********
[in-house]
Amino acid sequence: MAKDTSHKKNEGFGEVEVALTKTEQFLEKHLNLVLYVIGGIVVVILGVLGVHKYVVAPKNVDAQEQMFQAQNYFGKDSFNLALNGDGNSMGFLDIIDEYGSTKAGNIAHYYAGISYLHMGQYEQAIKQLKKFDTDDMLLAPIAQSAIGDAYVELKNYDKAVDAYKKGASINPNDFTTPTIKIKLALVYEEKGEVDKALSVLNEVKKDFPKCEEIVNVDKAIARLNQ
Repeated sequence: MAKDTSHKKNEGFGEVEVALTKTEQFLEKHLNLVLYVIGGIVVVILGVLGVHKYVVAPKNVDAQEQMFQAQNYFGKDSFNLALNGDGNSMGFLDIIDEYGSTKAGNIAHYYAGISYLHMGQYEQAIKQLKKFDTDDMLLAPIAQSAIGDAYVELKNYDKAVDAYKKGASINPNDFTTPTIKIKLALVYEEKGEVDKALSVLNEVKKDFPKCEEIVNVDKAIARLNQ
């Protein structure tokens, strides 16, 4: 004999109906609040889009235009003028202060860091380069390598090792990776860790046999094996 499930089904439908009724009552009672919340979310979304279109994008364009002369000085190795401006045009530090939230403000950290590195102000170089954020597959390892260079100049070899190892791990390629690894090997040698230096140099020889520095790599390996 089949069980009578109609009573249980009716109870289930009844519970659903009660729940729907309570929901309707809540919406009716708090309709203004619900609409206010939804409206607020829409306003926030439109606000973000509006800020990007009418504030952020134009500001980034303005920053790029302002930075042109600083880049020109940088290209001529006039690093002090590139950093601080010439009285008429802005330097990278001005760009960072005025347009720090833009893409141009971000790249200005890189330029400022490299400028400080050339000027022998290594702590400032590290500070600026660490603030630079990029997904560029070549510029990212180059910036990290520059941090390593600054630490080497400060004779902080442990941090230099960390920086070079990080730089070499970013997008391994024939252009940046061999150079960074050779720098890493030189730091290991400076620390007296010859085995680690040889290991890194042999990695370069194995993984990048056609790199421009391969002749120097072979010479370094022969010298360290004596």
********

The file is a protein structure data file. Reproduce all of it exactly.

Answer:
[in-house]
Amino acid sequence: MAKDTSHKKNEGFGEVEVALTKTEQFLEKHLNLVLYVIGGIVVVILGVLGVHKYVVAPKNVDAQEQMFQAQNYFGKDSFNLALNGDGNSMGFLDIIDEYGSTKAGNIAHYYAGISYLHMGQYEQAIKQLKKFDTDDMLLAPIAQSAIGDAYVELKNYDKAVDAYKKGASINPNDFTTPTIKIKLALVYEEKGEVDKALSVLNEVKKDFPKCEEIVNVDKAIARLNQ
Repeated sequence: MAKDTSHKKNEGFGEVEVALTKTEQFLEKHLNLVLYVIGGIVVVILGVLGVHKYVVAPKNVDAQEQMFQAQNYFGKDSFNLALNGDGNSMGFLDIIDEYGSTKAGNIAHYYAGISYLHMGQYEQAIKQLKKFDTDDMLLAPIAQSAIGDAYVELKNYDKAVDAYKKGASINPNDFTTPTIKIKLALVYEEKGEVDKALSVLNEVKKDFPKCEEIVNVDKAIARLNQ
């Protein structure tokens, strides 16, 4: 004999109906609040889009235009003028202060860091380069390598090792990776860790046999094996 499930089904439908009724009552009672919340979310979304279109994008364009002369000085190795401006045009530090939230403000950290590195102000170089954020597959390892260079100049070899190892791990390629690894090997040698230096140099020889520095790599390996 089949069980009578109609009573249980009716109870289930009844519970659903009660729940729907309570929901309707809540919406009716708090309709203004619900609409206010939804409206607020829409306003926030439109606000973000509006800020990007009418504030952020134009500001980034303005920053790029302002930075042109600083880049020109940088290209001529006039690093002090590139950093601080010439009285008429802005330097990278001005760009960072005025347009720090833009893409141009971000790249200005890189330029400022490299400028400080050339000027022998290594702590400032590290500070600026660490603030630079990029997904560029070549510029990212180059910036990290520059941090390593600054630490080497400060004779902080442990941090230099960390920086070079990080730089070499970013997008391994024939252009940046061999150079960074050779720098890493030189730091290991400076620390007296010859085995680690040889290991890194042999990695370069194995993984990048056609790199421009391969002749120097072979010479370094022969010298360290004596």